Seven online gaming facts

To mark the start of a new year in gaming, we’ve collated some interesting facts and stats about the world of online gaming – from its humble beginnings to the innovative and lucrative segment of the industry that it is today.

The first successful online game

In terms of commercial success, this accolade goes to ASCII-based role-playing game Island of Kesmai, released in 1985. The game was distributed via CompuServe: a popular online service provider that thrived prior to the advent of the World Wide Web and true ISPs.

However, the first popular ‘online’ game was MUD1, created by two students in England at the end of the 1970s. They designed a ‘multiuser dungeon’ (MUD) – a shared-access text adventure – which ran on a mainframe computer system at the University of Essex.

When the university was connected to ARPANET in 1980 – a network that linked American educational institutions – other students across the world could access and play MUD1, making it the first truly online multiplayer game.

Gamer taking part in online gaming using their smartphone

Most expensive online game

This honour used to belong to Grand Theft Auto V, which cost $265 million to produce – $137 million to make the game and another $128 million more for its marketing. It was worth the investment: studio Rockstar North made back $1 billion in just 3 days after its release.

GTA V’s record has since been surpassed by Cyberpunk 2077. The game cost a total of $316 million to produce – $174 million to develop and $142 million to market.

Online gamers are everywhere, but not everyone

In 2021 there were 1.1 billion gamers online. South Korea, Japan and China have the most gamers by concentration in their population.

However, despite female gamers accounting for more than half of all non-competitive gamers, just 5 per cent of the competitive eSports industry is represented by women.

Around 68% of people with smartphones and tablets play online games on their devices. Mobile gaming is set to make up 45% of the global gaming market in 2022.

Scientific achievement through online gaming

Puzzle game Foldit was designed as a research tool with added gaming elements to attract players. The contributions of players using the self-described ‘online citizen science game’ have led to breakthroughs in analysing disease proteins, some of which had been unsolved for over 15 years.

Older adult taking part in online gaming on their PC

Online gaming is not just for the young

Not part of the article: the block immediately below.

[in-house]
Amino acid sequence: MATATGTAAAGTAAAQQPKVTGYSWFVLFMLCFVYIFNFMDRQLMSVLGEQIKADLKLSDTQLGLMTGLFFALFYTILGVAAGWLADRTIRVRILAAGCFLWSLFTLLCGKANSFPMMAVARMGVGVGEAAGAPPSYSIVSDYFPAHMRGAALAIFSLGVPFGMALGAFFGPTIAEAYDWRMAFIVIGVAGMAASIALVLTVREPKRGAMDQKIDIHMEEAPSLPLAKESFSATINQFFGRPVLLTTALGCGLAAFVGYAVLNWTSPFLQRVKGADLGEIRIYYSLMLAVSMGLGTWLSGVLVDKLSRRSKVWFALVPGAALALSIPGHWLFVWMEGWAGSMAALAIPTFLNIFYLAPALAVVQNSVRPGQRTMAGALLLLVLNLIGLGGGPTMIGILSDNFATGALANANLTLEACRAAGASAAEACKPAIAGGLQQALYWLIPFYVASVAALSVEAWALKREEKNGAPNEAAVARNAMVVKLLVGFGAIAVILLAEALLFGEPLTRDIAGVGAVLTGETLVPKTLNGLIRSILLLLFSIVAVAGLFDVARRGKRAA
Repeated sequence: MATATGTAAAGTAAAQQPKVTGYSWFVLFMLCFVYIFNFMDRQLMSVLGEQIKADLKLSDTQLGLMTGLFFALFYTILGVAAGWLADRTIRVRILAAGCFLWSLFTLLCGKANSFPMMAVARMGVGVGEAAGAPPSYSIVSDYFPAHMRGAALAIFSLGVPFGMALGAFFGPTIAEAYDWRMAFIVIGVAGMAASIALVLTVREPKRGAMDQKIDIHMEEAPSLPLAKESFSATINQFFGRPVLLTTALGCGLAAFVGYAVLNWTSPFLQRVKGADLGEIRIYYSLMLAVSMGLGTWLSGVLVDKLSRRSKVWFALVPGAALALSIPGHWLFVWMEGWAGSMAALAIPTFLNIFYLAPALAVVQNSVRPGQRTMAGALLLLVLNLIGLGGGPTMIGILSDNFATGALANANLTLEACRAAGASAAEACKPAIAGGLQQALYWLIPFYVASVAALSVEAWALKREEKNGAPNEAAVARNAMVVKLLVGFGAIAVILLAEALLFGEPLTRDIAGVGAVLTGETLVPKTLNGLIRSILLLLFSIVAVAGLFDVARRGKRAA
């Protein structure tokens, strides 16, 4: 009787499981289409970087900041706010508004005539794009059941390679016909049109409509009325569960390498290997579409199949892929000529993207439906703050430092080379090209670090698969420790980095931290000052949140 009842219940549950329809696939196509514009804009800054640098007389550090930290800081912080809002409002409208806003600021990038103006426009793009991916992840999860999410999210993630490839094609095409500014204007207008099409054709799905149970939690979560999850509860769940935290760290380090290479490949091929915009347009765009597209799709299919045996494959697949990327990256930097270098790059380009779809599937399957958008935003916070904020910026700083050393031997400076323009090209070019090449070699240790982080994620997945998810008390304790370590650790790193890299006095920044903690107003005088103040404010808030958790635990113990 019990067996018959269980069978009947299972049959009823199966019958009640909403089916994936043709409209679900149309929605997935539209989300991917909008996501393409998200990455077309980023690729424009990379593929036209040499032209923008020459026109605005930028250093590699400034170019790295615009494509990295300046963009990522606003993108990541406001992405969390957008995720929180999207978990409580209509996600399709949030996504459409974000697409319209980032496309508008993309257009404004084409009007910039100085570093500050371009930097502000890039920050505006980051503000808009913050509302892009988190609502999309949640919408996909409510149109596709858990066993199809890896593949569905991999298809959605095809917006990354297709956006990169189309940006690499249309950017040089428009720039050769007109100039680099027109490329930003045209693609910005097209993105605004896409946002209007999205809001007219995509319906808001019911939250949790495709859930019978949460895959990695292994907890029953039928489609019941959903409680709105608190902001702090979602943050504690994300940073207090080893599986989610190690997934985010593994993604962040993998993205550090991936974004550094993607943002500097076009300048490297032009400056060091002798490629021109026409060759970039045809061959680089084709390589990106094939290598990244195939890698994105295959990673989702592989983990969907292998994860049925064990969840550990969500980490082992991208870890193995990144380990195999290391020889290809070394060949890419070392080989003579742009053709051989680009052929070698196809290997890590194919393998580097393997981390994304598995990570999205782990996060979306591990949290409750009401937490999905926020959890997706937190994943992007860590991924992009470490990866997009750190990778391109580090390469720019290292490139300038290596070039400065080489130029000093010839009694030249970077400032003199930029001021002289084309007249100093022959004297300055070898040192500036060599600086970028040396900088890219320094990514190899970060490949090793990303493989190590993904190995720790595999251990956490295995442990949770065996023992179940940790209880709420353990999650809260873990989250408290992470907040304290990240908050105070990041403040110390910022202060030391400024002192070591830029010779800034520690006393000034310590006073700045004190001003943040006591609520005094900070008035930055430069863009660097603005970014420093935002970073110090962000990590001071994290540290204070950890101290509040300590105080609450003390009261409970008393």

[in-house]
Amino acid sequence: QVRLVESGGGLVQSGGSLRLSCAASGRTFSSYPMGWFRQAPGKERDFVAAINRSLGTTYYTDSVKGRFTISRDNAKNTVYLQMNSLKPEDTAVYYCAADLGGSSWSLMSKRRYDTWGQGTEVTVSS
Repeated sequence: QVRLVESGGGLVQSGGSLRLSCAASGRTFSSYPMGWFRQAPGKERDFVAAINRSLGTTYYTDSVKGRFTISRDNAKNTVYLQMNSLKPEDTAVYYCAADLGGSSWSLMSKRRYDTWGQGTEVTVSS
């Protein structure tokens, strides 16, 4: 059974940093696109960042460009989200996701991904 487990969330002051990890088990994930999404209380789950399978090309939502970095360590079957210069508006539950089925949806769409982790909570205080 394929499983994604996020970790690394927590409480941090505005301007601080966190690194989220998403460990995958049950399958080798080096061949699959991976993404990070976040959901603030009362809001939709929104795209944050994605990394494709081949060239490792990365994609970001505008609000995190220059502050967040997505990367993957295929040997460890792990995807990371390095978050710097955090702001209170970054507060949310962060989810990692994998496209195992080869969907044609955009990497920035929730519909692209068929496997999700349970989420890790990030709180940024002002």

More than 30% of online gamers are over the age of 50. It’s worth noting that ‘online gaming’ doesn’t just cover battle royales like Fortnite or FPS games like Call of Duty. While older gamers do participate, many solve crossword puzzles, play card games and complete word games while online.

eSports revenue is still on the rise

By the close of 2021, the eSports industry was believed to have generated over $1 billion in revenue over the calendar year. This is up from $947 million in 2020. Over 75% of revenue came from sponsorship and media rights. The eSports industry itself was valued at $2.1 billion.

China is still the most lucrative market for eSports, with the US and Europe following close behind. Despite this, the United States won the most prize money in 2021, pocketing $180 million in winnings. Professional gamers in China came second, with a prize pool of $152 million.

An eSports tournament in progress

Online gaming industry revenues

At the time of writing, the global video game industry was expected to top $180 billion in annual revenue. The online gaming sector alone was thought to have contributed $23.8 billion to this total – the second-largest revenue stream within the industry.

Here at Ghost, we’re all passionate gamers who love gaming and the gaming culture. We are especially interested in aspects of the industry and community that make our experiences online rich, interesting and fun.

In our blog, we put this passion to task, by exploring a range of relevant topics and gaming-related debates.

Enjoyed this post? Check out our other deep dives into the state of the industry, including our look at accessibility options for disabled gamers and how gaming charities based in the UK are working towards improving inclusion.

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